Thursday, August 21, 2008

Exit from the Bimbo Bin

It was around the time of the PM resignation/cabinet reshuffle in February that the first signs of doom started to dog the Fourth Administration. The magic duo of Kikwete and Lowassa was broken up, what was the world coming to? Then Jay Kay quietly appointed a new team of ministers and business went on as usual, more or less, in time for President Bush to come by and say Howdy Y'all. Jaws of Defeat: zero, Victory Snatched: One.

Never one to give up, much of the press along with the perpetual opposition went on foretelling Kikwete's demise Any Time Now. It would be precipitated by Buzwagi, by the Muafaka mess, by the Muungano debate, by the death of Ballali, by the lack of action on EPA, by the silence on Richmond, by by by...I fell into step and was convinced that the end was nigh when Jay Kay gave his end of the month address in July, spending more time explaining his absence than commenting on the burning issues of the day.

Silly me. I forgot a couple of things: that our incumbent has been in the system since he was yea high and thus knows what's up better than we give him credit for. I also forgot that his pleasant demeanour is only the thin layer that sweetens his driving ambition to rule this country (as benevolently as he can manage). This is the guy who introduced the idea of effectiveness to our indolent executive through the use of reward (Ngurudoto workshops) and punishment (surprise visits culminating in instant job terminations).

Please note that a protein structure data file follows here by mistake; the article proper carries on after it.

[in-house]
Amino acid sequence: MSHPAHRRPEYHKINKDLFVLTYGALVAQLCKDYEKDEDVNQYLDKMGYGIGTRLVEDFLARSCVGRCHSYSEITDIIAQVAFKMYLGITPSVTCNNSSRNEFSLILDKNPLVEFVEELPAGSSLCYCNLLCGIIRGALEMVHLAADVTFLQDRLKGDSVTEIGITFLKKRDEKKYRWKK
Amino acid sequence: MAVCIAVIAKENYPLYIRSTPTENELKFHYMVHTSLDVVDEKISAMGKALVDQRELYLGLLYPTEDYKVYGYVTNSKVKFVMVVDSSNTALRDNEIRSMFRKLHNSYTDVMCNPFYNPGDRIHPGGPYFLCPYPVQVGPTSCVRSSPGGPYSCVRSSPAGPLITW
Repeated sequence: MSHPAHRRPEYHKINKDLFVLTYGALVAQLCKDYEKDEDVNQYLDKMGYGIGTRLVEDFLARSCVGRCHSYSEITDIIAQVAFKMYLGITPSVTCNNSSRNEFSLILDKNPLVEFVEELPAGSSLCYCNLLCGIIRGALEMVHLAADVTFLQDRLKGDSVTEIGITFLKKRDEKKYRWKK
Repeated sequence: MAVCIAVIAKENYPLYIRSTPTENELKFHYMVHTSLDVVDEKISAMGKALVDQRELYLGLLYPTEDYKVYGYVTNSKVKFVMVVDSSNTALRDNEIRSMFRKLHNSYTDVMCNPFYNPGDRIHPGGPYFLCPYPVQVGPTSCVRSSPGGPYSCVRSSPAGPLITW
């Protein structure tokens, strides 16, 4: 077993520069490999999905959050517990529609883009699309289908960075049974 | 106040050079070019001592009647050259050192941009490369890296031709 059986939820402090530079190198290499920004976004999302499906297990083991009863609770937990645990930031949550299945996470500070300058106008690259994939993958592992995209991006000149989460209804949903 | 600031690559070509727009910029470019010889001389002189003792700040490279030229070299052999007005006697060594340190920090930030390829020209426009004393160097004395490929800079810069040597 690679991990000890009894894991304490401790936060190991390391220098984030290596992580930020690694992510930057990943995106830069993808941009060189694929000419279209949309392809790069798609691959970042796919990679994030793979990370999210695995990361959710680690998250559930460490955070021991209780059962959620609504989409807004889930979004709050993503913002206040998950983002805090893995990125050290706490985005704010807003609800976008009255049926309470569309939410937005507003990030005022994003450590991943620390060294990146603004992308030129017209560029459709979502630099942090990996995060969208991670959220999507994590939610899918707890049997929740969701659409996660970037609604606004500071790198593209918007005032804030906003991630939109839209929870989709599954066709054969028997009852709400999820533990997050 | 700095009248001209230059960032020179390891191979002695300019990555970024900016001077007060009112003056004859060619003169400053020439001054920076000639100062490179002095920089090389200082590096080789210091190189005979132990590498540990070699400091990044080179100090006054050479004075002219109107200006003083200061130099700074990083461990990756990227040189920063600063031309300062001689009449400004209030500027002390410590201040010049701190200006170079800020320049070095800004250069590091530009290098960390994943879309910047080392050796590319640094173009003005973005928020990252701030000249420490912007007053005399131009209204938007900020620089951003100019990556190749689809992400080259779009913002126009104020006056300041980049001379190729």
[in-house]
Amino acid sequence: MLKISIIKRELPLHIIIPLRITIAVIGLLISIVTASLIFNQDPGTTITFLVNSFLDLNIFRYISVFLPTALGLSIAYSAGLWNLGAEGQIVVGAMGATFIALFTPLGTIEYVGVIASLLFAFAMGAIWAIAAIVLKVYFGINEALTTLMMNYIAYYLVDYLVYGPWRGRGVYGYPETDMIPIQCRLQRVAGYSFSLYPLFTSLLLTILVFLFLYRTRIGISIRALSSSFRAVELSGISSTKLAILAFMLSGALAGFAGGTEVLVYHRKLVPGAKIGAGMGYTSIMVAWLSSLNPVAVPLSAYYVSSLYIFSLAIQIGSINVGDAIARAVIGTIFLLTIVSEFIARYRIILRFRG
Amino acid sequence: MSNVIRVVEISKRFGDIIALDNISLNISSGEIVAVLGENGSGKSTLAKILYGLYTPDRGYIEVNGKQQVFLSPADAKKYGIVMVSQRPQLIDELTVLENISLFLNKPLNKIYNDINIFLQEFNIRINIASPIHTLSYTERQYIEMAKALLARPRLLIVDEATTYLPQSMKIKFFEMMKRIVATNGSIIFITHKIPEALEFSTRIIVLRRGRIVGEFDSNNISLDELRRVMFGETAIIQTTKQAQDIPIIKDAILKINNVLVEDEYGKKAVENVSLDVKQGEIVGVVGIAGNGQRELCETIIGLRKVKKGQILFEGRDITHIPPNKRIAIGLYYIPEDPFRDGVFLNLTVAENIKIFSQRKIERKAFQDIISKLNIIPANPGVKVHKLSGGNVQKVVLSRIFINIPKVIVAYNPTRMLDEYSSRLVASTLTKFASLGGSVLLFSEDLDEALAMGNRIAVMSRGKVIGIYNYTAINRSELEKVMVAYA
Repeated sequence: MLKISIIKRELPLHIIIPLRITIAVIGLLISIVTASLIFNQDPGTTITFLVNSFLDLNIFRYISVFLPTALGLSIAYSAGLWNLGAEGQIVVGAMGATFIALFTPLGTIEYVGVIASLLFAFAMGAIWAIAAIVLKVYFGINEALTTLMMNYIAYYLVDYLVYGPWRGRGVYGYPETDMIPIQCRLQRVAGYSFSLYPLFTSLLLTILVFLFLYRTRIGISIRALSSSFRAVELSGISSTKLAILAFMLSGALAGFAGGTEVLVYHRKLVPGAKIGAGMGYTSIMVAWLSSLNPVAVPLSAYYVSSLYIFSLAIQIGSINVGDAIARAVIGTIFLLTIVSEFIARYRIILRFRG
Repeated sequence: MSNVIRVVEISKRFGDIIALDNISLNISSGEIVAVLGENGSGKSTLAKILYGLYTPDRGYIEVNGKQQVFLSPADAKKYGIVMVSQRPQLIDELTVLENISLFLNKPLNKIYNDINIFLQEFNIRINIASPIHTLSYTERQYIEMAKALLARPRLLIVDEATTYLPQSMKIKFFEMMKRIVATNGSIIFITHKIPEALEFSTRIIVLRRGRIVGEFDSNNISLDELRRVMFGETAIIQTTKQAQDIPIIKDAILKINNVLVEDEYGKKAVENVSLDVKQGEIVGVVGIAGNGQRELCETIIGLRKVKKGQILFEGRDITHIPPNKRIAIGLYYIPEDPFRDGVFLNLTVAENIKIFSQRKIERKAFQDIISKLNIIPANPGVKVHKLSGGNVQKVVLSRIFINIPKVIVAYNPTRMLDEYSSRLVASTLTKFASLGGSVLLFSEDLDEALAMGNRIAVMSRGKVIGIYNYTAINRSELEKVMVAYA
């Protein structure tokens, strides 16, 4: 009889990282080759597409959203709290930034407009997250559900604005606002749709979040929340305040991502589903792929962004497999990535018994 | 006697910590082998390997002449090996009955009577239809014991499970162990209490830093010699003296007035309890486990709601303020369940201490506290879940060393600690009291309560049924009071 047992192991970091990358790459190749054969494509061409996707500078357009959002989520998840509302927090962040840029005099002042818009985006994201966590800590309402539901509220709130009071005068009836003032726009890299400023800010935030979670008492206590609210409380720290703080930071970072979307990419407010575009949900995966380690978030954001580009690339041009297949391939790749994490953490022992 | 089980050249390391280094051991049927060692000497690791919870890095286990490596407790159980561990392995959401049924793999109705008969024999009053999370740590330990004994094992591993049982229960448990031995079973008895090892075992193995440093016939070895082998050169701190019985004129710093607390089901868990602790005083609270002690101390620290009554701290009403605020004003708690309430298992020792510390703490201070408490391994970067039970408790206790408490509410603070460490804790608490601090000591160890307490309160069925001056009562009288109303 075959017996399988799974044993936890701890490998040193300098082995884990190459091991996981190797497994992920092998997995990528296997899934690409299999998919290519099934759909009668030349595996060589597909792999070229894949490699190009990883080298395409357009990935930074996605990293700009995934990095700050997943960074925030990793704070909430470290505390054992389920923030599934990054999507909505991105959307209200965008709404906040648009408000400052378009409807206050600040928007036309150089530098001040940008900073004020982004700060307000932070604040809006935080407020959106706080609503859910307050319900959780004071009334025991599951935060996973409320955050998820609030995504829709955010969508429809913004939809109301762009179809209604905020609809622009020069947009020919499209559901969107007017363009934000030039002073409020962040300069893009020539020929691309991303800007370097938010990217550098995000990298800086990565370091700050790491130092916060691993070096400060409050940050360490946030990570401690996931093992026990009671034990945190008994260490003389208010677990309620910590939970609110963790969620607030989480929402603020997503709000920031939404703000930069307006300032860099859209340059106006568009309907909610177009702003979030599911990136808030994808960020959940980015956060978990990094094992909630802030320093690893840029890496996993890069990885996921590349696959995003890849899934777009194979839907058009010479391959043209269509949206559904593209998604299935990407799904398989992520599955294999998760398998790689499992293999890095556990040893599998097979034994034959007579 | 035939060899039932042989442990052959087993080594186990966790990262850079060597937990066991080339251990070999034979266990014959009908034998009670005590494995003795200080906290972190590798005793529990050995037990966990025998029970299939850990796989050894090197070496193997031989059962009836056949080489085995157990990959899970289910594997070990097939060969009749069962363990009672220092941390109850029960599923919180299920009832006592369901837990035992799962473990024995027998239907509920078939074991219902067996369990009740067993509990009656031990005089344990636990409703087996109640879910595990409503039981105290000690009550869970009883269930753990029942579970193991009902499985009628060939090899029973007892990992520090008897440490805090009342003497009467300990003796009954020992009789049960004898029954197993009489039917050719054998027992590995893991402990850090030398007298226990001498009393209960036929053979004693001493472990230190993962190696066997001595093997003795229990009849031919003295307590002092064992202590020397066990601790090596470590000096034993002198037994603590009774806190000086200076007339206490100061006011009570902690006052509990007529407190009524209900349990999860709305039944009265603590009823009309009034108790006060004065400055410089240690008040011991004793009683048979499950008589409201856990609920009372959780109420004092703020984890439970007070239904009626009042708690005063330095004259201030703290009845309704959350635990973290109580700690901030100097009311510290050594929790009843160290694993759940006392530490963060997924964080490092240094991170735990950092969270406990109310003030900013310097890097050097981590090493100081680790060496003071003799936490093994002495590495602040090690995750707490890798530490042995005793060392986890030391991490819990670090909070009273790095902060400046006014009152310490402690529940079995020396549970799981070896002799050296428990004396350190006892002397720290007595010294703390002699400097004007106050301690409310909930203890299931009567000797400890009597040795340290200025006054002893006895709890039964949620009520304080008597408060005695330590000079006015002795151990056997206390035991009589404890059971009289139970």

Today, he pulled a new rabbit out of his hat: the mid-term parliamentary address. Another Fourth Administration innovation, and far less detrimental to the President than the live press conference of early days. It took him a few hours, and aside from the excessive gratitude (really, must he thank everyone and their grandma during state addresses?), turned out to be quite an impressive effort. Not to mention his exquisite timing yet again: he quelled an imminient strike, EPA speculation and the Zanzibar debate in one fell swoop.

In light of this, it seems churlish to claim any longer that Tanzanians made a mistake choosing Kikwete. He's the compromize guy, Mr. Don't Shake The Boat, Mr. Cross The River One Stone At a Time, Mr. Make it Work, and he does what he does very well. We Paradisans claim that we want immediate and explosive change, we think that we can get away forever with immature expectations of our government (that it can control the price of petrol, that every youth will be employed today). In truth most of us are far too comfortable to put up with anything that would disrupt our peaceful lives... although we insisted on the Zanzibar debate as though we don't know this could lead to blood on the streets. Wabongo bwana.

So sure: Jay Kay could have dramatically fired some people over EPA and Richmond as he did with the late Ballali. He could have sacrificed more public servants on the altar of public opinion, due process be damned. He could have gone head to head with his detractors and entered a shouting match. He could have done any number of reactive, shallow, expedient things. Instead he snapped on his pink soft-power tie, polished his smile and spent the day presenting his government's official progress report. Jaws of Defeat: zero, Victory Snatched: Two.

I will not be joining the Party (ptuh! ptuh! ptuh!), nor will I be less cynical about The Establishment. I will, however, give Handsome Boy his respect by taking him out of the Bimbo Bin. I think he has finally, finally earned it.

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